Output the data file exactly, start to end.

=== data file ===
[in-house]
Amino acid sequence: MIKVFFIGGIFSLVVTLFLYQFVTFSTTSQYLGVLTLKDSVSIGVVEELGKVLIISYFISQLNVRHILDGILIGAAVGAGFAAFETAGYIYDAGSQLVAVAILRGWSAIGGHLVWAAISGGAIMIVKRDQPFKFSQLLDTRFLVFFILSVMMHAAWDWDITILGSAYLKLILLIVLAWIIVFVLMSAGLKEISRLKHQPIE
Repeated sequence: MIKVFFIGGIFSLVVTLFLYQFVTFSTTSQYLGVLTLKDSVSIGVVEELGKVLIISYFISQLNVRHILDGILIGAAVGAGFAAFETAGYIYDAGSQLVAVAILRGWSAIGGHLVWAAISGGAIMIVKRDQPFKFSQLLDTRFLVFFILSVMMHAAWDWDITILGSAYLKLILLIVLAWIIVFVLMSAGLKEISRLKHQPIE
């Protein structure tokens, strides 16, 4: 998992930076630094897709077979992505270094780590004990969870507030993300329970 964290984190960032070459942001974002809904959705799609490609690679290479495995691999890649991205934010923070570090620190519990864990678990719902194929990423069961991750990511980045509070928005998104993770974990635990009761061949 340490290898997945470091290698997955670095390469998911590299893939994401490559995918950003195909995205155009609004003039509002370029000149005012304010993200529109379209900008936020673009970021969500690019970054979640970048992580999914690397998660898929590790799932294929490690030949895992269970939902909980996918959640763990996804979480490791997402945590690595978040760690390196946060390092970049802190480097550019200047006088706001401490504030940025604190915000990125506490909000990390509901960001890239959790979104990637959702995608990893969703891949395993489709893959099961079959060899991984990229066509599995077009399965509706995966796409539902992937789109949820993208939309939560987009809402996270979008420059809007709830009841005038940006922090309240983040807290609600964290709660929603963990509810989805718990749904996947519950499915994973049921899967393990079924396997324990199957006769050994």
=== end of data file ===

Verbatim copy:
[in-house]
Amino acid sequence: MIKVFFIGGIFSLVVTLFLYQFVTFSTTSQYLGVLTLKDSVSIGVVEELGKVLIISYFISQLNVRHILDGILIGAAVGAGFAAFETAGYIYDAGSQLVAVAILRGWSAIGGHLVWAAISGGAIMIVKRDQPFKFSQLLDTRFLVFFILSVMMHAAWDWDITILGSAYLKLILLIVLAWIIVFVLMSAGLKEISRLKHQPIE
Repeated sequence: MIKVFFIGGIFSLVVTLFLYQFVTFSTTSQYLGVLTLKDSVSIGVVEELGKVLIISYFISQLNVRHILDGILIGAAVGAGFAAFETAGYIYDAGSQLVAVAILRGWSAIGGHLVWAAISGGAIMIVKRDQPFKFSQLLDTRFLVFFILSVMMHAAWDWDITILGSAYLKLILLIVLAWIIVFVLMSAGLKEISRLKHQPIE
């Protein structure tokens, strides 16, 4: 998992930076630094897709077979992505270094780590004990969870507030993300329970 964290984190960032070459942001974002809904959705799609490609690679290479495995691999890649991205934010923070570090620190519990864990678990719902194929990423069961991750990511980045509070928005998104993770974990635990009761061949 340490290898997945470091290698997955670095390469998911590299893939994401490559995918950003195909995205155009609004003039509002370029000149005012304010993200529109379209900008936020673009970021969500690019970054979640970048992580999914690397998660898929590790799932294929490690030949895992269970939902909980996918959640763990996804979480490791997402945590690595978040760690390196946060390092970049802190480097550019200047006088706001401490504030940025604190915000990125506490909000990390509901960001890239959790979104990637959702995608990893969703891949395993489709893959099961079959060899991984990229066509599995077009399965509706995966796409539902992937789109949820993208939309939560987009809402996270979008420059809007709830009841005038940006922090309240983040807290609600964290709660929603963990509810989805718990749904996947519950499915994973049921899967393990079924396997324990199957006769050994």